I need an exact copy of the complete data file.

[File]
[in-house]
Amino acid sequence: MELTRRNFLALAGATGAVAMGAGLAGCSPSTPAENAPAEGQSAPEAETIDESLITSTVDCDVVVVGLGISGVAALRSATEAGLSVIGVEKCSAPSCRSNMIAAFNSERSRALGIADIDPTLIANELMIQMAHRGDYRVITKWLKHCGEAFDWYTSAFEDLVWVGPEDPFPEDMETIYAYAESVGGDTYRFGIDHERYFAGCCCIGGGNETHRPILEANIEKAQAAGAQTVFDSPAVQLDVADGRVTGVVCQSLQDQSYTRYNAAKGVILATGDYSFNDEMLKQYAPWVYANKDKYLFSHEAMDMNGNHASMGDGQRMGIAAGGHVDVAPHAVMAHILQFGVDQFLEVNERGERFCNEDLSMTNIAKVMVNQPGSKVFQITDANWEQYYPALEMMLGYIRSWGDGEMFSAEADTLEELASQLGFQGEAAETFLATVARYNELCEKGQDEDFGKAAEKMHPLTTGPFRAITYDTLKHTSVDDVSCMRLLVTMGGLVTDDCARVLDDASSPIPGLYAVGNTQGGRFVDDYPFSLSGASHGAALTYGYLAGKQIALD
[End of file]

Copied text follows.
[in-house]
Amino acid sequence: MELTRRNFLALAGATGAVAMGAGLAGCSPSTPAENAPAEGQSAPEAETIDESLITSTVDCDVVVVGLGISGVAALRSATEAGLSVIGVEKCSAPSCRSNMIAAFNSERSRALGIADIDPTLIANELMIQMAHRGDYRVITKWLKHCGEAFDWYTSAFEDLVWVGPEDPFPEDMETIYAYAESVGGDTYRFGIDHERYFAGCCCIGGGNETHRPILEANIEKAQAAGAQTVFDSPAVQLDVADGRVTGVVCQSLQDQSYTRYNAAKGVILATGDYSFNDEMLKQYAPWVYANKDKYLFSHEAMDMNGNHASMGDGQRMGIAAGGHVDVAPHAVMAHILQFGVDQFLEVNERGERFCNEDLSMTNIAKVMVNQPGSKVFQITDANWEQYYPALEMMLGYIRSWGDGEMFSAEADTLEELASQLGFQGEAAETFLATVARYNELCEKGQDEDFGKAAEKMHPLTTGPFRAITYDTLKHTSVDDVSCMRLLVTMGGLVTDDCARVLDDASSPIPGLYAVGNTQGGRFVDDYPFSLSGASHGAALTYGYLAGKQIALD